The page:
at the centre of the airline’s turnaround plans. Increased aircraft utilization
and accelerated retirement of older, un-reconfigured B747s form part of this.

Last month
Qantas announced a seasonal Perth-Auckland service that uses an A330 aircraft
that previously spent weekends on the ground in Perth, when regular business
travel demand is much lower. In December last year Qantas increased its
Brisbane-Los Angeles schedule to daily.

This month
marks the 60th anniversary of Qantas services to the US. In 1954, Qantas
operated a Super Constellation from Sydney to San Francisco – its first
trans-Pacific route to North America.

Qantas has
worked closely with its tourism partners, Destination NSW and Sydney
International Airport to secure its new A380 Dallas/Fort Worth service, and
previously Tourism and Events Queensland and Brisbane Airport Corporation to
secure its daily Los Angeles service.

Qantas
customers traveling on the popular Sydney-Dallas/Fort Worth route will soon be
able to enjoy the world’s largest passenger aircraft on the world’s longest
route, with an A380 replacing a B747 from September 2014.

Qantas
Group CEO Alan Joyce said the new A380 service was the result of several
scheduling changes designed to unlock more flying time, as flagged in February
this year under the Qantas Transformation Program.

“As part of
our strategy to build a stronger Qantas, we’re reducing the amount of time our
domestic and international fleet spend on the ground,” said Mr Joyce.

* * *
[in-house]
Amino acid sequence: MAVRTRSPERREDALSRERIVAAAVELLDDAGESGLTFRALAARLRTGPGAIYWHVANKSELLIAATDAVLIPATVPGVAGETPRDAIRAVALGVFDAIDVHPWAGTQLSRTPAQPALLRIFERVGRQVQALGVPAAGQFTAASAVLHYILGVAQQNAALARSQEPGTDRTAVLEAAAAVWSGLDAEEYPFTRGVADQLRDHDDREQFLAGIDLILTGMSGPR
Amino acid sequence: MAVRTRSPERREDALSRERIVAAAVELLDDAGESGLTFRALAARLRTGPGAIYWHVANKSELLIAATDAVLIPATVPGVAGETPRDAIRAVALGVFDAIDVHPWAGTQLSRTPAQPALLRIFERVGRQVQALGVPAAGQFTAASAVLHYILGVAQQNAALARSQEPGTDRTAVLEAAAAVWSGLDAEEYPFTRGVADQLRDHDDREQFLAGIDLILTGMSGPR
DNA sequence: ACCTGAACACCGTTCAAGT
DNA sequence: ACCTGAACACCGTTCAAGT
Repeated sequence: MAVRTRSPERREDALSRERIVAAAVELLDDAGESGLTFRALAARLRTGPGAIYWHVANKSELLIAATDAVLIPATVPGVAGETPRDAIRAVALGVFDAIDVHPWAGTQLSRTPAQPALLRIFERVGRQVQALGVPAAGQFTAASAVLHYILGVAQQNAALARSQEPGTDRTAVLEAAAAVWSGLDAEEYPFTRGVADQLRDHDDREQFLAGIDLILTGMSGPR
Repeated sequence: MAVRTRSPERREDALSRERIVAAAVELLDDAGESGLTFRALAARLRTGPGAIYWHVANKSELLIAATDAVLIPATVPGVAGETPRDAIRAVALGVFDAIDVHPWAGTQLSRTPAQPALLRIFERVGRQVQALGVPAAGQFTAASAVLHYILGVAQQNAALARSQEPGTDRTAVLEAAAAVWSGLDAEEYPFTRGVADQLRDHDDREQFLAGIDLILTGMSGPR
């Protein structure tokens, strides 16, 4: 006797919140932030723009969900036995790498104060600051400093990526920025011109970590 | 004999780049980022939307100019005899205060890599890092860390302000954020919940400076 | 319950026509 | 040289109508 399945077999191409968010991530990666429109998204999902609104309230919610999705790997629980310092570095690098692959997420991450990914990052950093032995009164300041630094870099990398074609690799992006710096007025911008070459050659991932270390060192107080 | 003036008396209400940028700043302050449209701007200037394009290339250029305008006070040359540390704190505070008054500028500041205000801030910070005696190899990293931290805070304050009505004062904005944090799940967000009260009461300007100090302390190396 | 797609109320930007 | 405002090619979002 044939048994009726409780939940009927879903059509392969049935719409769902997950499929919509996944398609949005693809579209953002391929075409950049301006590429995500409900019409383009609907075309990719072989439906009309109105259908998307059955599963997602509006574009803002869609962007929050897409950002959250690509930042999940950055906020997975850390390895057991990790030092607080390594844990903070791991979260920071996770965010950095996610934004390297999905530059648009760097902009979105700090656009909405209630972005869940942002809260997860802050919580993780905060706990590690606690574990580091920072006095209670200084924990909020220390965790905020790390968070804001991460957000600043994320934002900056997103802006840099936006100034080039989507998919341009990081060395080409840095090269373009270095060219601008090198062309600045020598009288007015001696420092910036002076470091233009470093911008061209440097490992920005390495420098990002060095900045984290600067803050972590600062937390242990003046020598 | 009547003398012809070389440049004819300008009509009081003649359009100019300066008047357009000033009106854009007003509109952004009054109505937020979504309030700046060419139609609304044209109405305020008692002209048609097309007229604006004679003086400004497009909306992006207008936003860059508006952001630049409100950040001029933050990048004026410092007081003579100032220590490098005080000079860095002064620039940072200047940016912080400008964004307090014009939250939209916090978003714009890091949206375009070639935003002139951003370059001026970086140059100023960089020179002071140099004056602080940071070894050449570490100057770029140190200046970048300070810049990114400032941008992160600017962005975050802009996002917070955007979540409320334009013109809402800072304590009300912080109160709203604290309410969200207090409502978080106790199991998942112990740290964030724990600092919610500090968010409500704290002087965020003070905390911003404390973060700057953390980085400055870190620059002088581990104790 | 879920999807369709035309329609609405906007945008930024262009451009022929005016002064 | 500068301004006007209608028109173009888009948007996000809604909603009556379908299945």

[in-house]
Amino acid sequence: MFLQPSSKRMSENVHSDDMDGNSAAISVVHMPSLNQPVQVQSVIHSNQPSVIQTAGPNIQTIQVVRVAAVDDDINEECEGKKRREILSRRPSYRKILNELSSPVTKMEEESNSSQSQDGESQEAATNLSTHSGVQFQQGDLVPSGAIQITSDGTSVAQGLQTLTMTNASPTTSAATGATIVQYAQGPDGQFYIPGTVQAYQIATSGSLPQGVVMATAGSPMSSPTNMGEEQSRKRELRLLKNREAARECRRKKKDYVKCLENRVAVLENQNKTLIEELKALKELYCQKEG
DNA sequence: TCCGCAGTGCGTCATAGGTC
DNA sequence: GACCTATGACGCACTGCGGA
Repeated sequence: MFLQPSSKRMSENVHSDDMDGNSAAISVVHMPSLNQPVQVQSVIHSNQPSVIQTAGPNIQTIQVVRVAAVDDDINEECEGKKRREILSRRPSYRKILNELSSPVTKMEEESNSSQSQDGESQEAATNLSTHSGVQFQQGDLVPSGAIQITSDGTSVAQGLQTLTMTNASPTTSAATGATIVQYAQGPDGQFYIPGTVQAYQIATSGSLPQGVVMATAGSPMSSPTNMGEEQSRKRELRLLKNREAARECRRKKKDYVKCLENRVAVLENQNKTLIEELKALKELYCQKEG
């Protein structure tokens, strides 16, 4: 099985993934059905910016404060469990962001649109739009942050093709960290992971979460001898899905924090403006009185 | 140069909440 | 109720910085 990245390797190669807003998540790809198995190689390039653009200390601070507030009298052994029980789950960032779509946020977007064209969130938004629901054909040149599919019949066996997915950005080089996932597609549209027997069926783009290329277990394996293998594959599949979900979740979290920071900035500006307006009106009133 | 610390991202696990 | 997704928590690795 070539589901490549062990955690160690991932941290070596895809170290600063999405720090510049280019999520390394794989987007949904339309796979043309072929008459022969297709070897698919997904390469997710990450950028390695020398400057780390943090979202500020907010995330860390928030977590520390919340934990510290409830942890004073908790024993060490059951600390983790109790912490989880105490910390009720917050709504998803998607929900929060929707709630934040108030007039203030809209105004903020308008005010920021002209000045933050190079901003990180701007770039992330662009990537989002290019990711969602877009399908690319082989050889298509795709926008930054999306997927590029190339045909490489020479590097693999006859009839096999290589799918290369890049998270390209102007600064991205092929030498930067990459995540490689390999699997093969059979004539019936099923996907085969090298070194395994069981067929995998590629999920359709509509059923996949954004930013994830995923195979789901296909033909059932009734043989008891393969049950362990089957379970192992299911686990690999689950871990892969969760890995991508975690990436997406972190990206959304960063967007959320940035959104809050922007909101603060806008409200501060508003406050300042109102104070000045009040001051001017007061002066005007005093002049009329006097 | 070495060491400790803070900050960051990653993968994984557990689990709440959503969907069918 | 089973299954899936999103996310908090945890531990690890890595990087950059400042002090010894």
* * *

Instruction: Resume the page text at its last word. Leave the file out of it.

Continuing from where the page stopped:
“Aircraft
are one of our biggest fixed costs and maximizing the amount of time they spend
in the air is good news for our customers and for Qantas – especially when it
comes to the A380.

“We have
retimed A380 services between Melbourne and London to create a win-win for both
our European and American networks.

“This
schedule change unlocks more A380 flying time that we can use on the Dallas
route, and now offers four times the number of onward connections to Europe
because of the new arrival time of the Melbourne flight into Dubai,” added Mr
Joyce.

Mr Joyce
said constantly improving onward connections was key to delivering a better
flying experience for customers.

“Dallas has
become an important gateway for Qantas customers since we started flying there
in 2011. It is the hub for our partner American Airlines and offers more than
30 destinations beyond the west coast of the United States as well as parts of
Canada and Mexico on their network.

“When you
combine the A380 with the onward connections available from Dallas, this is a